Over the years, I've had the opportunity to coach over 100 athletes that list "Performance" as their number one goal. The reality tho is that its HARD to maintain that focus 24/7/365. Sometimes people stray down the road of "GIMME ABS, BITCH" or they want to just relax for a few weeks and not focus on diet, training, etc, to take a vacation and just act like a "normal human being." This is why its SO HARD to qualify for the CrossFit Games. The sheer focus that most people need to apply is just beyond comprehension.
This a post about recognizing hard work, and celebrating ALL the M2 clients that dedicate their lives to this sport. I could just as easily written about Chyna Cho, opening her own gym and still finding time to train her ass off, Mia Akerlund for pouring her heart out all weekend after suffering a devastating injury 3 days before Regionals, or Alex Parker for being a full time lawyer and still finishing top 10 in the best Region in the world. EACH athlete has their story of sacrifice and hard work, and each one deserves to be recognized.
I chose to write this post about Meredith Root for a few special reasons though. First, Meredith is incredibly coachable. She listens and adapts her effort better than anyone I've worked with. Secondly, I know for a fact that she thinks she's not that great or gifted (she's so wrong), and therefore is borderline obsessed with doing everything she can to be better. Finally, even though she applied her incredible focus on making it to the Games, she came up just short of her goal. It's easy to find perspective when all your dreams come true. It's another thing entirely when you fall just short. On top of that comes some loyalty... We've been working together for over a year now. Meredith trusted me when I was really still new in the Crossfit scene and my reputation was still developing. That counts for something in my book.
For all these reasons, I wanted to share Meredith's story. Thank you Meredith.
I met Meredith Root in 2017 at the Atlantic Regional the day after she had to withdraw from the competition due to a fairly serious bicep injury. How did I meet her you ask? I slid right into those DMs 😏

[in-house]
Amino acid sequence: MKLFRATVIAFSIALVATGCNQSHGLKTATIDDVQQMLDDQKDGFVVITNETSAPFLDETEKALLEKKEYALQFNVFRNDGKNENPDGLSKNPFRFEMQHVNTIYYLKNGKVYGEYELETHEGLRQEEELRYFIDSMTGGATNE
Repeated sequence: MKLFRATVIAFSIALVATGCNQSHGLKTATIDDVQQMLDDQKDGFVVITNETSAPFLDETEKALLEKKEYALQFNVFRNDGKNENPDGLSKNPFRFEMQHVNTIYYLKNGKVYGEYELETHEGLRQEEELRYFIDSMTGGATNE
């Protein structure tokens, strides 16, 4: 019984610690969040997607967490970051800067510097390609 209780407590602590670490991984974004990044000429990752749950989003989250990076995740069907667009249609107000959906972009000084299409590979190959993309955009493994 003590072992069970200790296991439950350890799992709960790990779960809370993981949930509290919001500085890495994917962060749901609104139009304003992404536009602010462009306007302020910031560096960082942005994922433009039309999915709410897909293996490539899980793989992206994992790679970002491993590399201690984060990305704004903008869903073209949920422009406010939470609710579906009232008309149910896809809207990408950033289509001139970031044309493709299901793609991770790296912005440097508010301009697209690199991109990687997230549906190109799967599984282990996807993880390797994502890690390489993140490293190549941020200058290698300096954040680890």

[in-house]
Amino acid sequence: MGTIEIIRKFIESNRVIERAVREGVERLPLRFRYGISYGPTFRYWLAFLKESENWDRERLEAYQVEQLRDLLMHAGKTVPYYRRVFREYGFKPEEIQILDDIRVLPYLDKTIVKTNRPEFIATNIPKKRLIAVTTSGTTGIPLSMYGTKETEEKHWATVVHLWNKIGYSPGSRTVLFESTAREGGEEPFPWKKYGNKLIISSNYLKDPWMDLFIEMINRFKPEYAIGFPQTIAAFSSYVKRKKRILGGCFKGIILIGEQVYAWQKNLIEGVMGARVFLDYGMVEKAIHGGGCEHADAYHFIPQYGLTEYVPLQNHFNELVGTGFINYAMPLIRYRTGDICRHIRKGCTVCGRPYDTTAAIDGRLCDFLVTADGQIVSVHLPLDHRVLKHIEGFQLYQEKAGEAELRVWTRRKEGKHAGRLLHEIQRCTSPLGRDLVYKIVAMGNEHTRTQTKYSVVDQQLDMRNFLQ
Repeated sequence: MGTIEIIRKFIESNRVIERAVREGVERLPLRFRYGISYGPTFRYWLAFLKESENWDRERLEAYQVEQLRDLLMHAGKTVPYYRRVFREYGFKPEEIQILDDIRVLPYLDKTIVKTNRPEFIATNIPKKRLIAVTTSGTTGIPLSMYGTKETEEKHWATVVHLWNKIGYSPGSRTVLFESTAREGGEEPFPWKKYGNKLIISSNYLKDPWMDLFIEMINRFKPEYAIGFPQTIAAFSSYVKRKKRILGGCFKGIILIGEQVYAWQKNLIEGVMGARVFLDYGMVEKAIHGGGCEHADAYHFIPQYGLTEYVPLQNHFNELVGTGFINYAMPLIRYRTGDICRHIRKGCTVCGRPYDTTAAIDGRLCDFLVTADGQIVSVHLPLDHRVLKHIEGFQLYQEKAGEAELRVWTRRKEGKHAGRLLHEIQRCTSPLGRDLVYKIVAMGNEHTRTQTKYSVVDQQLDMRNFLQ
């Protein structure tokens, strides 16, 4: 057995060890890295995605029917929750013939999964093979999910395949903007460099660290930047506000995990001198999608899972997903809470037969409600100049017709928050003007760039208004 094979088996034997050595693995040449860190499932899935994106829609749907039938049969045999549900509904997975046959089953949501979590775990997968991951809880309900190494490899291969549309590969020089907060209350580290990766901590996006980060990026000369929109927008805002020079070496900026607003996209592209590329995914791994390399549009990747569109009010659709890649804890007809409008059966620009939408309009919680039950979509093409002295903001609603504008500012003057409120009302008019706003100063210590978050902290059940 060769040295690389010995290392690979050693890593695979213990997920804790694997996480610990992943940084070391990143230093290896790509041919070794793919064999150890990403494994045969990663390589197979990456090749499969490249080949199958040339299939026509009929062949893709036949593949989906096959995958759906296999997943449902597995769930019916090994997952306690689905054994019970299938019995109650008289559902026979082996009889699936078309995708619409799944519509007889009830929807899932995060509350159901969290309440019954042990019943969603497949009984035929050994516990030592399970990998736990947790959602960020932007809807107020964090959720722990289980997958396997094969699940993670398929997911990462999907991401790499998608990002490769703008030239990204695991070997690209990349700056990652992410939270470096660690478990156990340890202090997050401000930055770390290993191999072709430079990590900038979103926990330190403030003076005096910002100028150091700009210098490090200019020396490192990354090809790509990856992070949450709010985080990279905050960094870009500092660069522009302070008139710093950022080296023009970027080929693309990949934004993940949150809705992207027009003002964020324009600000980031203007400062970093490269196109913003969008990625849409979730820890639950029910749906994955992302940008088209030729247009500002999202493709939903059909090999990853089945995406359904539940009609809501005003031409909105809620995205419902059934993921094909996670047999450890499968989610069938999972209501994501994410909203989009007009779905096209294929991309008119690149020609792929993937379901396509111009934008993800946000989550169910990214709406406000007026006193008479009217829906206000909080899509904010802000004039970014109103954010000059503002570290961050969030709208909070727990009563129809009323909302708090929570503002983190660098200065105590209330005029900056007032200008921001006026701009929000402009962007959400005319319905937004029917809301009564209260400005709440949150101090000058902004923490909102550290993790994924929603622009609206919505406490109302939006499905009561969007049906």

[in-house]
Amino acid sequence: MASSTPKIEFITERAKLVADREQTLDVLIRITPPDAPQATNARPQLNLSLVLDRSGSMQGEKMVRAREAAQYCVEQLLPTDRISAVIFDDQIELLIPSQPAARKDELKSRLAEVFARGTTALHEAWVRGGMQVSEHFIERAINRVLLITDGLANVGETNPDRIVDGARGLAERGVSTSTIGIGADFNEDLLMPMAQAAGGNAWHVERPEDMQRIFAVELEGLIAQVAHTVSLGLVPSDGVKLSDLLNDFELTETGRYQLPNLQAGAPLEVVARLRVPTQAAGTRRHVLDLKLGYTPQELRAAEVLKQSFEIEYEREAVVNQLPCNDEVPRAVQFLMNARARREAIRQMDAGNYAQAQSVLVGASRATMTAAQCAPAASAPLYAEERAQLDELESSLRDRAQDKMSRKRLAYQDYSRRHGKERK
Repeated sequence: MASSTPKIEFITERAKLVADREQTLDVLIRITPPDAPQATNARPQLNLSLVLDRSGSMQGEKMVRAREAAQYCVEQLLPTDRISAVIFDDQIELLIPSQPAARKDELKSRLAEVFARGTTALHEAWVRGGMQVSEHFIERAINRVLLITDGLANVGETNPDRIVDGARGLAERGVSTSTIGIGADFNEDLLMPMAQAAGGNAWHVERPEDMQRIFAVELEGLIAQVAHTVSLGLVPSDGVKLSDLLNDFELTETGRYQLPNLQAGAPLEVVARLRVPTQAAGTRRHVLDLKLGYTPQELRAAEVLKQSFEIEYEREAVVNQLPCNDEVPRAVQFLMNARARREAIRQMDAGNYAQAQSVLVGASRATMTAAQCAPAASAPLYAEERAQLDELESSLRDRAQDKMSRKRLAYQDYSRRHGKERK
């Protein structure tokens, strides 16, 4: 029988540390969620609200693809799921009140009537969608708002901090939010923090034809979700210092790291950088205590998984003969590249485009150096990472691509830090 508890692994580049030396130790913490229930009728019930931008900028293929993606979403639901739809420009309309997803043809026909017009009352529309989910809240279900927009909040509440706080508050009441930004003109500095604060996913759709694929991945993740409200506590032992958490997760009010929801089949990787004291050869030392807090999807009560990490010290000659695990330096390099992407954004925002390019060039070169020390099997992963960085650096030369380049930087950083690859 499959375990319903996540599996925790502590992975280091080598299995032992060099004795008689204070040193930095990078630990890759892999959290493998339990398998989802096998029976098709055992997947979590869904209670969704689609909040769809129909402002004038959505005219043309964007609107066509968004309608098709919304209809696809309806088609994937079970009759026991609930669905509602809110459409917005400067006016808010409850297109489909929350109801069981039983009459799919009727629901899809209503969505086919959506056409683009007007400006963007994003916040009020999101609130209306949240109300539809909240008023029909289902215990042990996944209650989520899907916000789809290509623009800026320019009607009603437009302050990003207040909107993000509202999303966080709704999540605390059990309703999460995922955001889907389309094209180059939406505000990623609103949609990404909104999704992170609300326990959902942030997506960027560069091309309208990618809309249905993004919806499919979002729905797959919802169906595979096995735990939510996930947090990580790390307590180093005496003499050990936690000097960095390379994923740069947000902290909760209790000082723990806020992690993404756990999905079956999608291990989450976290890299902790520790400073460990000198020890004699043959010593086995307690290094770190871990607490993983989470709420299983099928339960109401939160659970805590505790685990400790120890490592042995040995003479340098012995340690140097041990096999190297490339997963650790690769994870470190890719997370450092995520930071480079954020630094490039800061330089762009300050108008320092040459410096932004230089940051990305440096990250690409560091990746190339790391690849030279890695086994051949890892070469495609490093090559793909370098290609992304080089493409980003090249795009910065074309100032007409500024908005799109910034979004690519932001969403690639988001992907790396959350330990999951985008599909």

Haley Adams had a rough event 2 where everything just seemed to go against her on a set of ring dips. She took it pretty harshly, as 16 year olds tend to do. Meredith, having literally just finished her event as well, went out of her way to pull her aside, to talk to her about how to learn from the experience, to explain that this was an opportunity to grow. I was floored...
The next day, Meredith had to withdraw, and it was her turn to deal with the emotions. You could see how hard she worked, to see how BAD she wanted to show people what she could do, and how devastating it was to have that opportunity taken from her. I literally NEVER send strangers messages but sensing her character, I wanted to try and lift her spirits just a little bit. I'm so glad I did.
Meredith and I started working together as coach/athlete about a month after Regionals. From day 1, she was focused on performance and doing anything she could to improve her chances of going to the Games one day. As with most athletes, she was under-eating and doing a few other things that needed to be dialed in as well. I told her she was going to have to eat more, and after going off and doing some research on her own (freaking scientists...) she did just that. We talked about the importance of having individualized programming, and she went out and did that too, finding an amazing coach in Mike Fitzgerald.
It's honestly hard for me to tell you what difference our work together made because 1) Meredith gave nearly zero shits about body composition, only performance, so the update pictures were few and FAR between and 2) She doesn't brag much, so I didn't hear about PRs unless I asked.
To get a sense of what working together was like, I asked Meredith to describe what differences having a "nutrition" coach made. Here are her words: